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Trust and First Impressions

February 4, 2010

Trust and First Impressions

(Part 1 of Trust Series)

Trust is a fragile and complex thing. It’s made up of our thoughts, beliefs, values, feelings and most important – our actions.

It is often indefinable, highly personal and mostly an unconscious process that governs the why and how of what we do.

Although trust, at all levels, appears to be at an all time low – we still desire it and mostly understand that we need it to achieve success in our professional and personal lives.

It shapes our expectations and drives our feelings and behaviors.

A study, (from the Fisher College of Business at Ohio State University) has uncovered one important aspect of the highly idiosyncratic intricacies that contribute to the formation of trust.  The research findings were based on participants playing a computer game (unbeknownst to them – with a computer, not a person) where they were “betrayed” early in the process.

The study asserts that when a person forms a bad first impression of a another person or situation, negative feelings are harder to overcome than if a betrayal happens after some form of positive relationship is established.  

Any surprises here? Well, first we know that body language is a far greater influence on the impact of a communication than words alone. Even if we are not dealing face to face – most communication specialists concur that we are sending non-verbal information in all we do.

It’s also true that trust has a great deal to do with our intuitive responses and the past experiences we bring to an interaction. So – what we feel (intuitively) and what we have experienced (past thinking and feelings) are always mitigating our choices to trust – or not.

If Trust is Not Established Early On – It May Be Lost

What’s revealing about the study is that even when participants playing the game experienced (after the initial breach) 30 more rounds of pure cooperation, it wasn’t enough to gain back their trust.  In fact, players who were betrayed in rounds 10 and 11 (of 30) were on average, 40% more cooperative than those who experienced early betrayals!

The researchers logically conclude that first impressions are mostly lasting ones.

It seems we are much more likely to give people a break once that early, often quick test of trust, has been positively established.

Working in Low-Trust Conditions

Consequently, the implications for our relationships work and beyond, are enormous.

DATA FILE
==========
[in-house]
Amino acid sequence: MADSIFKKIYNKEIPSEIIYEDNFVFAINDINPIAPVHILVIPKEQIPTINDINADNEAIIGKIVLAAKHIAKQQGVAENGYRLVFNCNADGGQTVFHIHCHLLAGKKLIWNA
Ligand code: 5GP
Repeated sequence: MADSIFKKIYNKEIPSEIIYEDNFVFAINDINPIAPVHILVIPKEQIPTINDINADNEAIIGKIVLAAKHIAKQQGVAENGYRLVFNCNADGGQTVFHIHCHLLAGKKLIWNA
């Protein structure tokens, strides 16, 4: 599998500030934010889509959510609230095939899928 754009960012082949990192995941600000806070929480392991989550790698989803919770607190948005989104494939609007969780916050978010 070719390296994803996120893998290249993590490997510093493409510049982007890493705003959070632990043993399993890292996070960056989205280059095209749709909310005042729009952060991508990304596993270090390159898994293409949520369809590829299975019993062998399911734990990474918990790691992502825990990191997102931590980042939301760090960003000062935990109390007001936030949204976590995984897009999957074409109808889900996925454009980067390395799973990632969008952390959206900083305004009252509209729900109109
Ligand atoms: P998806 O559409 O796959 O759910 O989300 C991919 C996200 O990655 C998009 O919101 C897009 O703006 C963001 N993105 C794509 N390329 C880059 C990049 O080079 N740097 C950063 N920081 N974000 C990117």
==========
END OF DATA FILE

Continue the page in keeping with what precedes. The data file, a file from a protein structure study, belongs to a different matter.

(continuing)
The implications for organizations are equally critical, given that today’s economic climate demands extraordinary performance to survive and grow.

Is extraordinary performance possible without trust?  Surely, even the most talented and dedicated professional requires trust to operate optimally in a work environment.

Recently we’ve been following the tremendous struggles of many people to find and get jobs. Quite frankly, many of their stories are distressing testimonies to how many companies have lost their way in the hiring process.  Terribly long waits, poor or no feedback after interviews, lack of follow-up, double messages on status and in some cases, outright lies and disrespect for prospective employees and new hires are not uncommon.

What possible expectations could these organizations have in terms of loyalty, commitment and trust, given their initial treatment of these employees? Can they really expect that people will give the above and beyond effort that’s needed these days just for the paycheck and benefits?

How long will the fear and gratitude of landing a position in this economy drive exceptional performance?

And if the paycheck is the bottom line, what’s the quality of that commitment?

Will it last when labor and economic conditions stabilize?

Will the employee that was treated so badly in the hiring process simply forgive and forget the organization’s actions and suddenly be more trusting?   While it’s possible that certain factors, for example, liking one’s job or manager, can carry a person through an initially bad experience, the organizational trust factor may never be restored.

The bottom line is – trust is deep. Much deeper than the external conditions we face everyday.  We are just beginning to understand the labyrinth of factors that must be satisfied within a person to build trust.

So – how do first impressions impact your decision to trust?

How does it feel to work in a low-trust environment?

 

Thanks for reading and taking the time to comment, subscribe, share, like and tweet this article. It’s appreciated.

Louise Altman, Partner, Intentional Communication Consultants

 

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